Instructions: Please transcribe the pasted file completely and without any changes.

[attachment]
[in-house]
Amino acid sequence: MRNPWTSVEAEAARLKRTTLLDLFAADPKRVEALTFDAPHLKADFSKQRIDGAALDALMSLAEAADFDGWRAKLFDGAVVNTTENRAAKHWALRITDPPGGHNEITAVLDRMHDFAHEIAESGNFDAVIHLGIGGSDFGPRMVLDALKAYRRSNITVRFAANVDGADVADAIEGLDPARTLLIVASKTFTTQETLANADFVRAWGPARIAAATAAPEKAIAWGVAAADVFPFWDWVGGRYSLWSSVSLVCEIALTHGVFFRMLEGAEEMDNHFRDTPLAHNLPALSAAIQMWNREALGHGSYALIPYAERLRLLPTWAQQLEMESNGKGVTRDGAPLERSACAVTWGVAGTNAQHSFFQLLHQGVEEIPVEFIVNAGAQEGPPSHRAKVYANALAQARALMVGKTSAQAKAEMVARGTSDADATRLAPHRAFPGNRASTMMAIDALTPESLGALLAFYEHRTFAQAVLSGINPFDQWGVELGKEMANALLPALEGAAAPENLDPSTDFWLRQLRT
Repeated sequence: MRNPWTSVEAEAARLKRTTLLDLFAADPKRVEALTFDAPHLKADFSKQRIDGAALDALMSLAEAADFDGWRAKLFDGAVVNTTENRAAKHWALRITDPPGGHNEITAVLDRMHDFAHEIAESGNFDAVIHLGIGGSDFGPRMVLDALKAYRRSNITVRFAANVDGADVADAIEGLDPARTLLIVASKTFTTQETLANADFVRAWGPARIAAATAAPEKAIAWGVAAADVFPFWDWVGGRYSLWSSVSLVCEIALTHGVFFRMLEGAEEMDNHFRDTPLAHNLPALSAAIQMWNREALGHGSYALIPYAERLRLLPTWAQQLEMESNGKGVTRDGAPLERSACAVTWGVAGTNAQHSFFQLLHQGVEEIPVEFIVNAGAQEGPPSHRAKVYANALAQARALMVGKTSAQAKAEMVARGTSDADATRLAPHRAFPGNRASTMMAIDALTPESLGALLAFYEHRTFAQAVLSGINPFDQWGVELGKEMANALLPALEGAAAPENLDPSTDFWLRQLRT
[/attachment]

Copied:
[in-house]
Amino acid sequence: MRNPWTSVEAEAARLKRTTLLDLFAADPKRVEALTFDAPHLKADFSKQRIDGAALDALMSLAEAADFDGWRAKLFDGAVVNTTENRAAKHWALRITDPPGGHNEITAVLDRMHDFAHEIAESGNFDAVIHLGIGGSDFGPRMVLDALKAYRRSNITVRFAANVDGADVADAIEGLDPARTLLIVASKTFTTQETLANADFVRAWGPARIAAATAAPEKAIAWGVAAADVFPFWDWVGGRYSLWSSVSLVCEIALTHGVFFRMLEGAEEMDNHFRDTPLAHNLPALSAAIQMWNREALGHGSYALIPYAERLRLLPTWAQQLEMESNGKGVTRDGAPLERSACAVTWGVAGTNAQHSFFQLLHQGVEEIPVEFIVNAGAQEGPPSHRAKVYANALAQARALMVGKTSAQAKAEMVARGTSDADATRLAPHRAFPGNRASTMMAIDALTPESLGALLAFYEHRTFAQAVLSGINPFDQWGVELGKEMANALLPALEGAAAPENLDPSTDFWLRQLRT
Repeated sequence: MRNPWTSVEAEAARLKRTTLLDLFAADPKRVEALTFDAPHLKADFSKQRIDGAALDALMSLAEAADFDGWRAKLFDGAVVNTTENRAAKHWALRITDPPGGHNEITAVLDRMHDFAHEIAESGNFDAVIHLGIGGSDFGPRMVLDALKAYRRSNITVRFAANVDGADVADAIEGLDPARTLLIVASKTFTTQETLANADFVRAWGPARIAAATAAPEKAIAWGVAAADVFPFWDWVGGRYSLWSSVSLVCEIALTHGVFFRMLEGAEEMDNHFRDTPLAHNLPALSAAIQMWNREALGHGSYALIPYAERLRLLPTWAQQLEMESNGKGVTRDGAPLERSACAVTWGVAGTNAQHSFFQLLHQGVEEIPVEFIVNAGAQEGPPSHRAKVYANALAQARALMVGKTSAQAKAEMVARGTSDADATRLAPHRAFPGNRASTMMAIDALTPESLGALLAFYEHRTFAQAVLSGINPFDQWGVELGKEMANALLPALEGAAAPENLDPSTDFWLRQLRT